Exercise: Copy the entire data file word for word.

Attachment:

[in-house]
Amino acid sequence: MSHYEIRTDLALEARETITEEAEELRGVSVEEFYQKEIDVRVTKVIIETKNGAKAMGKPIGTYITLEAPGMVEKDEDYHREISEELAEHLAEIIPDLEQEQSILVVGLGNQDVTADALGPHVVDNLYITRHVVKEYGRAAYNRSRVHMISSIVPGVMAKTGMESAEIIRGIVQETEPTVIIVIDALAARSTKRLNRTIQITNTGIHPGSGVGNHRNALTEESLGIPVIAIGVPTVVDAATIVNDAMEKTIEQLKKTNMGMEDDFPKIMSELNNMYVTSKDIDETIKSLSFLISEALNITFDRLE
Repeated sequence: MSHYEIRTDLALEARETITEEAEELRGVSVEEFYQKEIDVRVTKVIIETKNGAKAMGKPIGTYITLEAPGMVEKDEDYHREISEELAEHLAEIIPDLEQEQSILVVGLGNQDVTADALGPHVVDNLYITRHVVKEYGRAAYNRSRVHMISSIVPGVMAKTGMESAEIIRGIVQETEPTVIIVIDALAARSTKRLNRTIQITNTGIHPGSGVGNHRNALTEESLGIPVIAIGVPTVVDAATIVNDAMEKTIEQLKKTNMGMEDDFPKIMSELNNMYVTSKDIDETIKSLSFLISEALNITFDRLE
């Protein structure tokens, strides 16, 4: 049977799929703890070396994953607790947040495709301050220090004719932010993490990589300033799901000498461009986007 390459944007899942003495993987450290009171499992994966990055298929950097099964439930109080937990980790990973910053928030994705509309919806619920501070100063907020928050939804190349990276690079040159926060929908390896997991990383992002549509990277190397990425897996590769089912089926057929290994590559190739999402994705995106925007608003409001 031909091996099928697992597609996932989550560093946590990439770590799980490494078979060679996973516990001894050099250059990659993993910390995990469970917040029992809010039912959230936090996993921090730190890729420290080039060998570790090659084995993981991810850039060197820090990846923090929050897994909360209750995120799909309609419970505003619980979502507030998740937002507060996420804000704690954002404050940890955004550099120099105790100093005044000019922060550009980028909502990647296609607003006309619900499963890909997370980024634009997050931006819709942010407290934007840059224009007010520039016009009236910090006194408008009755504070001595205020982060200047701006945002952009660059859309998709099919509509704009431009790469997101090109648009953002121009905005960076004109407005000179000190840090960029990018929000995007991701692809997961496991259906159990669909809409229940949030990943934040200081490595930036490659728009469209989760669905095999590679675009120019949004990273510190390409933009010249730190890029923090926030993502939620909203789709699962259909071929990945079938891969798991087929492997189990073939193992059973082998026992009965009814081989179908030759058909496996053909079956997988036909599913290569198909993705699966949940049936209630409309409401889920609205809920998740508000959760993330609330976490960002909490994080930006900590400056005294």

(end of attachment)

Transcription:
[in-house]
Amino acid sequence: MSHYEIRTDLALEARETITEEAEELRGVSVEEFYQKEIDVRVTKVIIETKNGAKAMGKPIGTYITLEAPGMVEKDEDYHREISEELAEHLAEIIPDLEQEQSILVVGLGNQDVTADALGPHVVDNLYITRHVVKEYGRAAYNRSRVHMISSIVPGVMAKTGMESAEIIRGIVQETEPTVIIVIDALAARSTKRLNRTIQITNTGIHPGSGVGNHRNALTEESLGIPVIAIGVPTVVDAATIVNDAMEKTIEQLKKTNMGMEDDFPKIMSELNNMYVTSKDIDETIKSLSFLISEALNITFDRLE
Repeated sequence: MSHYEIRTDLALEARETITEEAEELRGVSVEEFYQKEIDVRVTKVIIETKNGAKAMGKPIGTYITLEAPGMVEKDEDYHREISEELAEHLAEIIPDLEQEQSILVVGLGNQDVTADALGPHVVDNLYITRHVVKEYGRAAYNRSRVHMISSIVPGVMAKTGMESAEIIRGIVQETEPTVIIVIDALAARSTKRLNRTIQITNTGIHPGSGVGNHRNALTEESLGIPVIAIGVPTVVDAATIVNDAMEKTIEQLKKTNMGMEDDFPKIMSELNNMYVTSKDIDETIKSLSFLISEALNITFDRLE
């Protein structure tokens, strides 16, 4: 049977799929703890070396994953607790947040495709301050220090004719932010993490990589300033799901000498461009986007 390459944007899942003495993987450290009171499992994966990055298929950097099964439930109080937990980790990973910053928030994705509309919806619920501070100063907020928050939804190349990276690079040159926060929908390896997991990383992002549509990277190397990425897996590769089912089926057929290994590559190739999402994705995106925007608003409001 031909091996099928697992597609996932989550560093946590990439770590799980490494078979060679996973516990001894050099250059990659993993910390995990469970917040029992809010039912959230936090996993921090730190890729420290080039060998570790090659084995993981991810850039060197820090990846923090929050897994909360209750995120799909309609419970505003619980979502507030998740937002507060996420804000704690954002404050940890955004550099120099105790100093005044000019922060550009980028909502990647296609607003006309619900499963890909997370980024634009997050931006819709942010407290934007840059224009007010520039016009009236910090006194408008009755504070001595205020982060200047701006945002952009660059859309998709099919509509704009431009790469997101090109648009953002121009905005960076004109407005000179000190840090960029990018929000995007991701692809997961496991259906159990669909809409229940949030990943934040200081490595930036490659728009469209989760669905095999590679675009120019949004990273510190390409933009010249730190890029923090926030993502939620909203789709699962259909071929990945079938891969798991087929492997189990073939193992059973082998026992009965009814081989179908030759058909496996053909079956997988036909599913290569198909993705699966949940049936209630409309409401889920609205809920998740508000959760993330609330976490960002909490994080930006900590400056005294």